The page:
Rethink Your Drink
Why your favorite refreshers are killing your waistline
When you hit the local coffee shop, do you reach for a tall black coffee? Or, does your mouth water at the sight of that white chocolate mocha that comes complete with whipped cream and sprinkles? It's a drink. It can't be that bad for you, can it? Surprisingly, some of the biggest added sugar offenders come in a glass or a can.
Recently, Labdoor, a nutrition-based product testing company, put sugary drinks under the microscope. After watching the grams of sugar spill over in many of our favorite drinks, Neil Thanedar, the company's C.E.O. decided it was time to help consumers see that they need to rethink their drinks. "Everyone knows that high sugar consumption is bad for you," Thanedar says. "It is a major contributor to obesity, diabetes, and a host of metabolic diseases. However, many people do not realize how much sugar is really in their favorite beverages."
The results might be shocking to some. Let's go back to that white chocolate mocha with whipped cream from Starbucks. How much sugar can a coffee drink really pack? Truth be told, a lot. A 16-ounce serving comes complete with 470 calories, and 59 grams or 15 teaspoons of added sugar. Putting that in context, the World Health Organization and the American Heart Association recommends no more than 25 grams of sugar, or six teaspoons of added sugar in our diets each day.
Surprisingly, it's not just the obvious picks like the whipped cream laden drinks that are raising eyebrows. Take that juice you grab because you think it's a healthy pick over a soft drink. If you enjoy a serving of Ocean Spray Cranberry Juice Cocktail, you might want to go back to the beverage cooler. In this 8-ounce, 110 calorie drink sits 28 grams, or 7 teaspoons of added sugar.
"In my world, we use juice as a treatment for low blood sugar," says Lisa Ranes, a Registered Dietician and Certified Diabetes Educator at Billings Clinic. She says if it's nutrition you're hoping to boost by reaching for a juice, try real fruit instead. "You want to choose whole fruits because of the low sugar content in its natural state. There is fiber and more nutrients and it's less processed."
Over the past 30 years, Americans' sugar consumption has spiked. The result has been an increase in not just obesity but all the ailments that go along with that added weight — heart disease and diabetes just to name a couple. The average American eats 23 teaspoons a day, which amounts to 92 grams of sugar. What does that add up to over the course of a year? It equates to roughly 87 pounds, yes pounds, of sugar.
"The food industry has really learned how to hit that sweet spot in our brain," Ranes says. "As consumers we like a little bit of fat, a little bit of salt and a little bit of sweetness." That mix is a great tasting trifecta that has our brains asking for more. While the jury is still out on whether or not sugar can be addictive, Thanedar says from a neurochemical perspective, sugar is widely believed to have addictive qualities. He adds, "The companies producing these drinks seem to take advantage of our genetic predispositions, boosting sales while adding to our public health burden."
Since sugar can be such a sneaky addition to our diets, Ranes says looking at beverages is a great place to start when it comes to cutting sugar. "We know that the sweetened beverages account for 50% of our added sugars per day," she says. In teens, as many as 500 calories can be tied to added sugars each day with sports drinks, energy drinks and canned sodas. Thanedar says 500 calories of sugar equates to over 100 grams of added sugar each day or four times more than the World Health Organization's recommendation. He says, "It is a big burden for your body to handle that much sugar daily and will necessarily increase the risk of disease—at any age." Knowing that habits die hard, he adds, "Habits formed as a young adult will likely follow you as you age, but your body’s ability to deal with physiological stressors only declines." This means that as we age, the increased risk of disease tied to all that sugar significantly increases too.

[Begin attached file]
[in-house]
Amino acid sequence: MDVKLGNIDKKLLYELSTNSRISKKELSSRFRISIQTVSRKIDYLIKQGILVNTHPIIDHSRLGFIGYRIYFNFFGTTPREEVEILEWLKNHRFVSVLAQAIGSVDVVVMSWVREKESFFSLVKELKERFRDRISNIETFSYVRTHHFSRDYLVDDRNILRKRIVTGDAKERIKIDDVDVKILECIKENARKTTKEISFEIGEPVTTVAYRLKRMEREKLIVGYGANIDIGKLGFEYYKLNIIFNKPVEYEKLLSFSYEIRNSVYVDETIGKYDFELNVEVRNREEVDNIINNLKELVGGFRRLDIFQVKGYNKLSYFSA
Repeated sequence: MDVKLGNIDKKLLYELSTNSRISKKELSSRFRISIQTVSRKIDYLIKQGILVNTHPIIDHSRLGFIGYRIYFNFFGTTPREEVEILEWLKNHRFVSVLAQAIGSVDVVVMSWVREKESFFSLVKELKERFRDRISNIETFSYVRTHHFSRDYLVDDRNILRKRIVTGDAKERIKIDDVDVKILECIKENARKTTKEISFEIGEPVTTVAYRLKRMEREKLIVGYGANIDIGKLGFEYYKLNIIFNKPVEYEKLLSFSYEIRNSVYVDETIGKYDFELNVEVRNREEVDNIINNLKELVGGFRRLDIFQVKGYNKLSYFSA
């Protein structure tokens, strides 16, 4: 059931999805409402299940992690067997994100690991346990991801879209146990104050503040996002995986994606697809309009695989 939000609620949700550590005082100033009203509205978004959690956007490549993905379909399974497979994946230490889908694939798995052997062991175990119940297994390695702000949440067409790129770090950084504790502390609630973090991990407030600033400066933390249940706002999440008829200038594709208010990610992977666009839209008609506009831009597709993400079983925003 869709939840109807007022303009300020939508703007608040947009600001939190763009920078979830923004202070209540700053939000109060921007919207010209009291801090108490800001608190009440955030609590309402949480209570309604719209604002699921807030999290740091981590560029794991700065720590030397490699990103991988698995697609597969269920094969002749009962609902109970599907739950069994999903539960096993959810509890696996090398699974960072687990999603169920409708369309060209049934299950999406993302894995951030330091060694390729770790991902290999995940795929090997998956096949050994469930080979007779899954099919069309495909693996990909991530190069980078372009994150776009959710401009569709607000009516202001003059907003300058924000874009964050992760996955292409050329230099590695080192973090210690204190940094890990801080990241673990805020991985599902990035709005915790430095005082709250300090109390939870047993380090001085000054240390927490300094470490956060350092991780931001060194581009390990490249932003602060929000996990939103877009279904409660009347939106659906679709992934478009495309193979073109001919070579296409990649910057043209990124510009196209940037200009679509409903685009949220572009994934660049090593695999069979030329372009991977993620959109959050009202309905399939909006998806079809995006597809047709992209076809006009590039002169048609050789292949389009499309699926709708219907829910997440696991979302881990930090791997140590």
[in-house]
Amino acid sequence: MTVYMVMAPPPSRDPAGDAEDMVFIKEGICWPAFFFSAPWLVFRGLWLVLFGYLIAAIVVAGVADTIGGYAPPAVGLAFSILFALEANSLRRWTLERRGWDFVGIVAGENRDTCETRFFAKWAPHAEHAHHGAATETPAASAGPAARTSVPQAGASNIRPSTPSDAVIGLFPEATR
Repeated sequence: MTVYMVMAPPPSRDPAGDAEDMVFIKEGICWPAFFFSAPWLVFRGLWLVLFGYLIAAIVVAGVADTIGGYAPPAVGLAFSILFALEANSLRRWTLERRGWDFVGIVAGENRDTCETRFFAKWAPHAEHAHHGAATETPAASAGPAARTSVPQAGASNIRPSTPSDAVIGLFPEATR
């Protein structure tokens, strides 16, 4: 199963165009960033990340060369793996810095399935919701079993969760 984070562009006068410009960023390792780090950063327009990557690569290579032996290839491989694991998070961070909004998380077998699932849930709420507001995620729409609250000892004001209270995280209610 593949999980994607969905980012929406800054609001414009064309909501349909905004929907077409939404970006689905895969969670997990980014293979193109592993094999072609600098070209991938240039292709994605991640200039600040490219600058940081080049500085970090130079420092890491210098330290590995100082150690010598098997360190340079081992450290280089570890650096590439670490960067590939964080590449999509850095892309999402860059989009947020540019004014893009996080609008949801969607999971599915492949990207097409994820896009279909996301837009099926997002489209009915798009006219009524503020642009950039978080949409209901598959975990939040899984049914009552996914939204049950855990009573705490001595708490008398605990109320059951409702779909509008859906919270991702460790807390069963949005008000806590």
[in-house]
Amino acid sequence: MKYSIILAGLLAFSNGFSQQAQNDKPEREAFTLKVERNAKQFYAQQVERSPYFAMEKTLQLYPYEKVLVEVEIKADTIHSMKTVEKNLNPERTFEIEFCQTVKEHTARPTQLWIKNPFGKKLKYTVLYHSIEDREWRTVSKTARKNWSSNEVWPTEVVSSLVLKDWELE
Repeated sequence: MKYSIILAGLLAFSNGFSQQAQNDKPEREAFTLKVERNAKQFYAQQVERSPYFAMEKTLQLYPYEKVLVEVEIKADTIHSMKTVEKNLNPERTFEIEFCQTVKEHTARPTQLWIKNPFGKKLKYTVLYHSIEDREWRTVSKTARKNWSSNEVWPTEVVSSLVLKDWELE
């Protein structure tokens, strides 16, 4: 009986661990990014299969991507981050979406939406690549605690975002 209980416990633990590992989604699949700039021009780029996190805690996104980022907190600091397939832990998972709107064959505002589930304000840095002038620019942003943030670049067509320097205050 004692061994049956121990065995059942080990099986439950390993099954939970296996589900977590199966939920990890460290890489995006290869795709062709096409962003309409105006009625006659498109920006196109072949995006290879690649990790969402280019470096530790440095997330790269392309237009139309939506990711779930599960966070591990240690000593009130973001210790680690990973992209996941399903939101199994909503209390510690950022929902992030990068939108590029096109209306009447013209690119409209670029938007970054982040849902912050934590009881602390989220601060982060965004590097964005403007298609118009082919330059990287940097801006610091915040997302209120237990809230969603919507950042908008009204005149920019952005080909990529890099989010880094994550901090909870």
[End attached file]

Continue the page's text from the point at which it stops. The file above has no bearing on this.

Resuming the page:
When it comes to calming the sugar monster, Ranes says small changes each and every day can work wonders. Whatever you do, she says, don't try to cut your added sugar from 100 grams down to 25 overnight. "You don't want to abruptly take out the sugar because then you'll start to get some headaches. Your body needs to readjust to not having all of that sugar." It's best, she says, to take that sugar cutback in stages. "If you really enjoy that Pumpkin Spice Latte during the season and you have to have one every day, can you go from a Grande to a Tall?" By cutting back gradually, Ranes says, "You will re-educate your taste buds so that you can enjoy that coffee drink with less sugar in it."
In the process, you'll end up getting rid of those empty calories that do so little for our overall health. After all, Ranes says, when you drink 250 calories, you never feel as full or satisfied as you do when you eat 250 calories.
So before you reach for a can of Coke, that white chocolate mocha or even a glass of juice cocktail, the experts say be a sugar detective and make an informed decision before you take that first sip. Ranes says simply making a switch and rethinking your drink will make you much healthier in the long run. "What we need to focus on are the added sugars, not necessarily the sugars that occur naturally in our food. It is the added sugar that is killing us."
DAILY ADDED SUGAR LIMIT
American Heart Association Guidelines
9 TEASPOONS 6 TEASPOONS
LOOK ON THE LABEL
Spotting the added sugars in ingredients
High-fructose corn syrup
Sugar molecules i.e. dextrose, fructose, lactose, maltose, sucrose